Não somos socialistas.
Para nós, a culpa não morre solteira.
No universo físico, tudo é uma questão de escala; no universo humano, tudo é uma questão de opção. A política não é excepção.
Na vida não é possível agradar a gregos e a troiamos. E mesmo que fosse, alguém perguntaria pelos persas. Também aqui a política não é excepção.
Note-se igualmente que nunca na III República, tanto o PS (de António Costa) como o PSD (de Rui Rio) estiveram tão à esquerda.
O PSD é um partido que se afirma reformista, mas quais foram as reformas defendidas por Rui Rio? Acabar com os debates quinzenais? Promover alterações à lei para prejudicar a participação dos cidadãos às autarquias? Apoiar as restrições do Estado de Emergência? E que dizer da posição do PSD na questão das CCDRs? Em boa verdade, o PSD também é um partido estatista.
Nada disto é consistente com o que defende um liberal.
Quem nos livra do socialismo do PSD?
Tentam sumarizar a questão ao afastamento de Medina. Mas, Carlos Moedas não é um candidato independente. É o candidato do PSD. Reduzir a IL ao papel de um mero instrumento de conveniência do PSD é algo com que estou em profundo desacordo.
A IL tomou a decisão acertada. Esta decisão terá consequências? Certamente. Veremos o que o futuro reserva. Até lá, e seja como for, a IL deve seguir o seu caminho.
Que não haja enganos e, para o efeito, reafirmo o que há dias expresso no meu mural facebookiano: Sou contrário a entendimentos pré-eleitorais com o PSD. Na minha opinião, a IL não pode perder a identidade. A possibilidade de acordos pós-eleitorais é outra história. E acordos idênticos ao dos Açores não são de descurar.
Foi esta posição que defendi internamente.
Não é compreensível que um documento com um artigo destes esteja a ser discutido no Parlamento. E vai ser aprovado.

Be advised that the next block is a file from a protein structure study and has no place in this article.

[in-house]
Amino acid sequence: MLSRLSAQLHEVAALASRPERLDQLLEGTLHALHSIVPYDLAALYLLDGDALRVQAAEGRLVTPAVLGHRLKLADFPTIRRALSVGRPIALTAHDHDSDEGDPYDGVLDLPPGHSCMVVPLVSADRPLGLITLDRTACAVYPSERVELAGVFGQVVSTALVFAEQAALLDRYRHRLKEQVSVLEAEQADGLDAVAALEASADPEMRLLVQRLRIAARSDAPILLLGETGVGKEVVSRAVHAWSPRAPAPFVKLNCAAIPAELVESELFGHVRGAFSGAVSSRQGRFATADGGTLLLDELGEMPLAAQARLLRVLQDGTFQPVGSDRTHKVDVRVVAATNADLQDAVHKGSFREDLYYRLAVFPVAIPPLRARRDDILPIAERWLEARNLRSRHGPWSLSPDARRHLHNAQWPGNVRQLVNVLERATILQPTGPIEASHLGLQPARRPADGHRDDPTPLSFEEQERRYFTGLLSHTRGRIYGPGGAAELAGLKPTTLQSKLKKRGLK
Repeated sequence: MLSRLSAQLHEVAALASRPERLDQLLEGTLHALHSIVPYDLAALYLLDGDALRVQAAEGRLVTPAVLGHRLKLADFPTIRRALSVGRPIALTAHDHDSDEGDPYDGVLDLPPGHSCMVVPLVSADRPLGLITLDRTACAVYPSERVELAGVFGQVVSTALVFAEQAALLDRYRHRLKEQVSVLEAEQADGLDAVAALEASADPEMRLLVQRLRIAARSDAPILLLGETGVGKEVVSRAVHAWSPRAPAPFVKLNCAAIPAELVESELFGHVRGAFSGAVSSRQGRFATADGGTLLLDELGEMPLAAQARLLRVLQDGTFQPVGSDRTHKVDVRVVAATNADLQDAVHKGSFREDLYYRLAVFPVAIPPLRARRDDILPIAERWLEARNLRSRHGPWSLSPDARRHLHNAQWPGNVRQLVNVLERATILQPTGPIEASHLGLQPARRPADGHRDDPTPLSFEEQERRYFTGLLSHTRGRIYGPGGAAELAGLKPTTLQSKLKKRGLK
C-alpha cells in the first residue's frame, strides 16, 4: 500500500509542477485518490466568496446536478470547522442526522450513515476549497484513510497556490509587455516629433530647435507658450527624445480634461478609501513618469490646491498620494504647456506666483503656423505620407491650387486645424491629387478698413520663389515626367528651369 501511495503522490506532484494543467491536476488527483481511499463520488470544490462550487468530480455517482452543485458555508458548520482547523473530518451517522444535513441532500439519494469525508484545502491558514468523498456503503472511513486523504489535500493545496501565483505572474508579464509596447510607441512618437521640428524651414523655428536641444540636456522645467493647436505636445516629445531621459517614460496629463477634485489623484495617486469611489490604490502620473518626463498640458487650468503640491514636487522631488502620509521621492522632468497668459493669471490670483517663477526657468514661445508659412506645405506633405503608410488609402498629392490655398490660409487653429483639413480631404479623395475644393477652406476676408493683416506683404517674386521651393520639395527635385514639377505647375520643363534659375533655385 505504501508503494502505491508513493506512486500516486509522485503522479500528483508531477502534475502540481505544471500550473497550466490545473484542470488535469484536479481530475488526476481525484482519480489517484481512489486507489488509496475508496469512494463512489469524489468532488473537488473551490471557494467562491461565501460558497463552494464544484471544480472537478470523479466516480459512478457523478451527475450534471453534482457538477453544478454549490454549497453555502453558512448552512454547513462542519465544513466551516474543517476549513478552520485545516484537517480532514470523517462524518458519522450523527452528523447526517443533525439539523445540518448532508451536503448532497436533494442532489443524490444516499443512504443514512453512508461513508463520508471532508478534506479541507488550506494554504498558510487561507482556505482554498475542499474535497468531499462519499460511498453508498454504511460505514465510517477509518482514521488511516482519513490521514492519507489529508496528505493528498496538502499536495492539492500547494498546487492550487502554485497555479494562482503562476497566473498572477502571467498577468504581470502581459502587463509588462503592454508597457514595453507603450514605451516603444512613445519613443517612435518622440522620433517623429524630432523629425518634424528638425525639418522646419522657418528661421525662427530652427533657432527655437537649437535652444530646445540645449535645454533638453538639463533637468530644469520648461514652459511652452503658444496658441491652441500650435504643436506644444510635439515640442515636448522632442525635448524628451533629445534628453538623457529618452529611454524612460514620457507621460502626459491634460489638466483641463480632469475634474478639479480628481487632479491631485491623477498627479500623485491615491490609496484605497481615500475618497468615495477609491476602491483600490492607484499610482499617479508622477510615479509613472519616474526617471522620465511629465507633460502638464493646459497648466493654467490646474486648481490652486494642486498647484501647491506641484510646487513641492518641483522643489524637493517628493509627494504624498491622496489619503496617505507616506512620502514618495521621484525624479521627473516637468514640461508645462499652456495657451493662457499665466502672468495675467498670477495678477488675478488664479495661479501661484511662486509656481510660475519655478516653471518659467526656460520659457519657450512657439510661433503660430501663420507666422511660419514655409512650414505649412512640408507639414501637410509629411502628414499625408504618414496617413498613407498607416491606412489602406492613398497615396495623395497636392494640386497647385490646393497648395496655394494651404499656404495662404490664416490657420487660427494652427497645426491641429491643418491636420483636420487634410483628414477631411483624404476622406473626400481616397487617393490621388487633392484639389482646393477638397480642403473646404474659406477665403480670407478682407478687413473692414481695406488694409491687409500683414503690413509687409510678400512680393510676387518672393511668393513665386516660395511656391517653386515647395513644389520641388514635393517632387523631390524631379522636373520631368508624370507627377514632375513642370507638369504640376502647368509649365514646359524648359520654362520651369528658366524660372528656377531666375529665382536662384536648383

A liberdade é uma dádiva. É algo a que todo e qualquer ser humano aspira.
Ainda bem que os partidos que defendem a repressão e a obediência se expressam livremente. É fundamental sermos relembrados do valor da liberdade.
Não podemos esmorecer, nem dar a democracia como adquirida. É mais fácil conquistar a liberdade do que a manter.
4 anos de liberalismo
têm mais significado
do que 100 anos de comunismo
O esquerda veio a “Público” exigir respeito pela democracia. Para o efeito, defendem a censura às posições com as quais não concordem. Para os signatários desta carta, não existe democracia com liberdade de expressão. Aliás, é inaceitável que seja permitido às pessoas pensarem pelas suas cabeças. As pessoas são estúpidas e necessitam de ser doutrinadas pelo Estado. Mas não pode ser como acontecia no Estado Novo. Não. O ideal é que seja como foi feito no regime comunista leninista-estalinista da ex-URSS.
Vejamos alguns dos subscritores:
Eduardo Paz Ferreira, marido de Francisca Van Dunem, é um dos ComPrimos. Só em contratos com entidades públicas controladas por socialistas, a Eduardo Paz Ferreira & Associados – Sociedade de Advogados, RL já facturou mais de 620.500,00 €.
Isabel do Carmo, fundadora das Brigadas Revolucionárias, uma organização terrorista que defendia um diálogo explosivo, foi recentemente reabilitada. Admitiu o transporte de explosivos sem nunca os ter deflagrado. Algo de que se arrepende.
Rita Rato é uma licenciada em Ciência Política e Relações Internacionais que foi incapaz de dizer o que era um Gulag. É preciso mais?
Tiago Rodrigues faz parte da vaga de bloquistas que se infiltrou no PS. Encenador, é o autor da peça “Catarina e a beleza de matar fascistas”, expressão que assumiu não ser figurada, e que se traduziu num mero incentivo ao ódio. Tudo pago com o dinheiro dos contribuintes.
Vasco Lourenço, um dinossáurio que ainda suspira por uma ditadura de esquerda em Portugal, não surpreende. Estamos a falar de alguém que queria substituir os censores da comunicação social por militares armados.
Lucidez e distanciamento.
Duas coisas essenciais.